Local economy is an idea whose time is come. It sees the beauty of the local marketplace not just in terms of buying and selling, gross revenues and Chattanooga Chamber of Commerce civic luncheons in the boroughs, but in terms of human poetry and private destiny.
Local economy is confident in neighborhood shops and businesses that otherwise tend to be overlooked by conversationalists, media and shoppers alike. One easily overlooks the small shop because of a cultural background noise.
This humming sound makes us intelligent national and global citizens and somehow keeps us from becoming lococentric people. Chattanoogans, I believe, by virtue of their modesty and circumspection are ready for the arguments of local economy.
Consider the alternative
The national economy, controlled by government and its big business allies, has turned the local consumer into a pawn, into a sort of consumptive, highly absorptive material, a nonindividuated mass. It shows many signs of collapse, of a sort of febrile paralysis in its excess of coherence and uniformity. The Internet mirrors the conflict that interests us. The Web is a terrific power for decentralization — and for centralization. Local economy flows from the first — decentralization. Big business and our District of Columbia masters excel in the latter — centralization. The Web is liberating. But the Web turns us simpletons, fools for the behaviorist enterprise of tracking, global marketing and personal surveillance.
President Obama in March reaffirmed the government ownership of all means of production in his National Defense Resources Preparedness executive order. Feel free to click the link, but make sure you don’t fall asleep once your eyes glaze over; come back and finish up with us. What can red-blooded Americans feel beyond revulsion, a sense of alienation at considering such humdrummery?
Local economy minds little such depradations as the president’s, whose executive orders we have heard about for decades. Local economy cannot prevent such mighty acts of hubris or their periodic reaffirmation by the U.S. Code. Instead, in a bypassing motion, local economy finds salvation in terms of local people. It views suspiciously people far away who buzz in with their solutions. Local economy looks at them askance because they are, too, abstractions.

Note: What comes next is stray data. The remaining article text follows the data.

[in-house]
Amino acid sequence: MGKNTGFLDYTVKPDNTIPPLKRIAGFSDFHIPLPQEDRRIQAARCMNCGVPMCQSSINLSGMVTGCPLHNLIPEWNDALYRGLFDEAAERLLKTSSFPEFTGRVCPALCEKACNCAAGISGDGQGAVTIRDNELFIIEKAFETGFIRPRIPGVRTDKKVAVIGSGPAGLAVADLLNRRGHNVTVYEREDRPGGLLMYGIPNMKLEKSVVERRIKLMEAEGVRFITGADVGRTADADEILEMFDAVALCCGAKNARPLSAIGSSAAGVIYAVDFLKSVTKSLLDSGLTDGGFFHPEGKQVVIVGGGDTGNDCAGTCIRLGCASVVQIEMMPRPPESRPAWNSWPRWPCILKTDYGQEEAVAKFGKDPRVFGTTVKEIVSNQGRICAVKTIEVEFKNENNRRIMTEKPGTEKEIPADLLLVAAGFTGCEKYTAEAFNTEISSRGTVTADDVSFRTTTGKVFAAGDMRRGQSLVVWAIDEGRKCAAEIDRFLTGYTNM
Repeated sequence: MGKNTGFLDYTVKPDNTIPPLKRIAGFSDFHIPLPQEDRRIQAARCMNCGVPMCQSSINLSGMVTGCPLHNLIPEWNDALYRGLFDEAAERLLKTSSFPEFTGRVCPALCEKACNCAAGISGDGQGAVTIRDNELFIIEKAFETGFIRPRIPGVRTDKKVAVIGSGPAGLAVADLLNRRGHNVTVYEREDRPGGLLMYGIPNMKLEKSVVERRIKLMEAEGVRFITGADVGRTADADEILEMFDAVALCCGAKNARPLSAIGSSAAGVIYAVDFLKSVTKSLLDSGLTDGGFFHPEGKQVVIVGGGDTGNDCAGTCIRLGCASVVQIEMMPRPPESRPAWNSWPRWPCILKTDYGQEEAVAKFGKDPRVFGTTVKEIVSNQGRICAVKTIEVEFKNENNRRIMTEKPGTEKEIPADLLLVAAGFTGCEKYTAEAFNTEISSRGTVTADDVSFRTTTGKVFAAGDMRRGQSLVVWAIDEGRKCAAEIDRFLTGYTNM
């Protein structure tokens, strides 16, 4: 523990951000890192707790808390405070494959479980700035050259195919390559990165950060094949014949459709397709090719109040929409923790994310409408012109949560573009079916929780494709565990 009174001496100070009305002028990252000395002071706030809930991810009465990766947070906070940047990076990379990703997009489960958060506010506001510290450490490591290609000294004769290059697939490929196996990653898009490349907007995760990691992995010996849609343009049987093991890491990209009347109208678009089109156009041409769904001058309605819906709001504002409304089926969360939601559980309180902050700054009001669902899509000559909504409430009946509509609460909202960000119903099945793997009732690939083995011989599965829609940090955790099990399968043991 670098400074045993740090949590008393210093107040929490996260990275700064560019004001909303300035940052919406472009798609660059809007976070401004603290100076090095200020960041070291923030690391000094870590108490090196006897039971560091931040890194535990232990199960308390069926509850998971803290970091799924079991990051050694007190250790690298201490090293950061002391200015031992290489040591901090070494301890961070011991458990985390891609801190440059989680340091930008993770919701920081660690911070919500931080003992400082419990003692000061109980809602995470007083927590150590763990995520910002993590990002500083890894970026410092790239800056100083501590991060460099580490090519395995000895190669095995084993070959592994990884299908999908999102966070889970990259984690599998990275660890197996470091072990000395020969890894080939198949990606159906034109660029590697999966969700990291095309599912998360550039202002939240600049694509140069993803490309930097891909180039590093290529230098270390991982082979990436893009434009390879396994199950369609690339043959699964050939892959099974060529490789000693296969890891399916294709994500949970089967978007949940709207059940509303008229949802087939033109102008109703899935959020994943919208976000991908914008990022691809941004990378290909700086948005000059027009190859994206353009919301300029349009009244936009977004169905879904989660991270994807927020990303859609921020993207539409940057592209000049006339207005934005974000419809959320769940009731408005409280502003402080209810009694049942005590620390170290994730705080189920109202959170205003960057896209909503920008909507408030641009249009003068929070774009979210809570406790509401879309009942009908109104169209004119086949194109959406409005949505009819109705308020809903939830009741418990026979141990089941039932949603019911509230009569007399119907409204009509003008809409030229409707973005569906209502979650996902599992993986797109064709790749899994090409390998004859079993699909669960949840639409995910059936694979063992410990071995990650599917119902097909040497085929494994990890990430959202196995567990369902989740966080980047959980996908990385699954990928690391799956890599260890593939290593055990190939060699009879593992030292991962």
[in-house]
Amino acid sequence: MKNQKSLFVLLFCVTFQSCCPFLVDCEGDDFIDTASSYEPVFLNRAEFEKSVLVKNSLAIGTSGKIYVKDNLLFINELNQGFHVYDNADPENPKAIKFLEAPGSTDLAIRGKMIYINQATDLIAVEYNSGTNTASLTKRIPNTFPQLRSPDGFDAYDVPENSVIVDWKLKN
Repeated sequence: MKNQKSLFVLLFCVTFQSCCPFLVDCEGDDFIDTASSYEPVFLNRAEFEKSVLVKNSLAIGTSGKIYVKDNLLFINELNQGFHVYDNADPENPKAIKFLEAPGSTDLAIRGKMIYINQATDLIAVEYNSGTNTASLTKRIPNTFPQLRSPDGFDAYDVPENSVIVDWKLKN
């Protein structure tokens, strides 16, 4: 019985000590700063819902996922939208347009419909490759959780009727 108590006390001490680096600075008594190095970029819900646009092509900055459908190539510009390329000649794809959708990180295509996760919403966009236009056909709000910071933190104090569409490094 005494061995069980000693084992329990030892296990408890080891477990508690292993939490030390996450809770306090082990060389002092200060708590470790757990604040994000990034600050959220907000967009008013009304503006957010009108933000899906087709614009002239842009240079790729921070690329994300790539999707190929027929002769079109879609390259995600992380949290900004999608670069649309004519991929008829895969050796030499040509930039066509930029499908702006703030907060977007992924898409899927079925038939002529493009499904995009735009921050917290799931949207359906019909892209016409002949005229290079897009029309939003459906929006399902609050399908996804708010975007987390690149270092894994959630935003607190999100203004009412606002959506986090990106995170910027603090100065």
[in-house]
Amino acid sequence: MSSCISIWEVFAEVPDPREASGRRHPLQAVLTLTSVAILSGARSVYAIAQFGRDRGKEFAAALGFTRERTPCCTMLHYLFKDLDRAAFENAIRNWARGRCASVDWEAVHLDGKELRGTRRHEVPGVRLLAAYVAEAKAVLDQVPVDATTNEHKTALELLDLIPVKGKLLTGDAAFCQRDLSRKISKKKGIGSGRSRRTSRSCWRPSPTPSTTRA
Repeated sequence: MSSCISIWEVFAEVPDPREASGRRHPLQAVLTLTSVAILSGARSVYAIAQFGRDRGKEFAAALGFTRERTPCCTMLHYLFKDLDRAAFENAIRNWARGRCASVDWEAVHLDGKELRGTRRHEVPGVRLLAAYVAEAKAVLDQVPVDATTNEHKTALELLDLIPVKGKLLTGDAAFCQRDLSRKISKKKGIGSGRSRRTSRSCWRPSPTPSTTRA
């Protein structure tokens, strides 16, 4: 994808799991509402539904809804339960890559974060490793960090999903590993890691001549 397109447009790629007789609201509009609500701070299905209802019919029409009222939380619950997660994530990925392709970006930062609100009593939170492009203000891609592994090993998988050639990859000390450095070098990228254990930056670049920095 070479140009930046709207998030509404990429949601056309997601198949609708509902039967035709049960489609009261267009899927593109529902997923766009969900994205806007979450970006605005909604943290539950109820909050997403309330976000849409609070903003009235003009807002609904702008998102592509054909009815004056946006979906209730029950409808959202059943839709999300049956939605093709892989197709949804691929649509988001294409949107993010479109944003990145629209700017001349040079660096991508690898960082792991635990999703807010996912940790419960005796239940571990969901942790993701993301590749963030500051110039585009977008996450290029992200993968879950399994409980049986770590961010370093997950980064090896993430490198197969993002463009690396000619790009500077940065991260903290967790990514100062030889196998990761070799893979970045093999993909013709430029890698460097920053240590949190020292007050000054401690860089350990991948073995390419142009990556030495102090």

They lack any center in any hometown, they lack of history in any given county and any given city. They are marked by FROMLESSNESS — and are proud of it. Local economy is skeptical of their Harvard doctorates and their wealthy 501(c)3s, their ties to Republicans, Wall Street and Silicon Valley.
Local economy posits a free market and is dismayed to find that local producers, shops, innovators and service providers are not, in fact, free. They are ensnared in chains of paper from the lalaland of the federal district, and some from Deaderick Sreet and other boulevards in Nashville, where the tax police drink their coffees and comb through databases for aberrant filings. Local economy is uneasy about the government school, but its users have been deprived of capital with which to exercise free choice and are stuck in a malformed educational marketplace.
But even if Tennesseans’ ancient liberties are gone and only a few thin civil rights are left, ample space remains legally and economically for imaginative service to others and for financial advancement of family and business. We believe there exist liberties so numerous that much of the reforms of local economy and the power of the Christian gospel can be brought into effect regardless of snares from afar and continuing diminution of the capital base.
What important people do doesn’t matter
Will the Chamber take up the local economy idea?
“Does it matter?” is our rebuttal query. The Chamber’s brightest minds are angling to lure giant factories and supply chain outfits to Chattanooga. If our ideas of local economy bear fruit, few tears need be shed over the proceedings of giant players and their boosters.
Local economy is decentralized in concept. It doesn’t need managers and organizers. It doesn’t need important people on payroll or another commission post in the Gov. Bill Haslam administration. It just needs ideas.
Local economy is an everyman concept.
This text was first published here in March.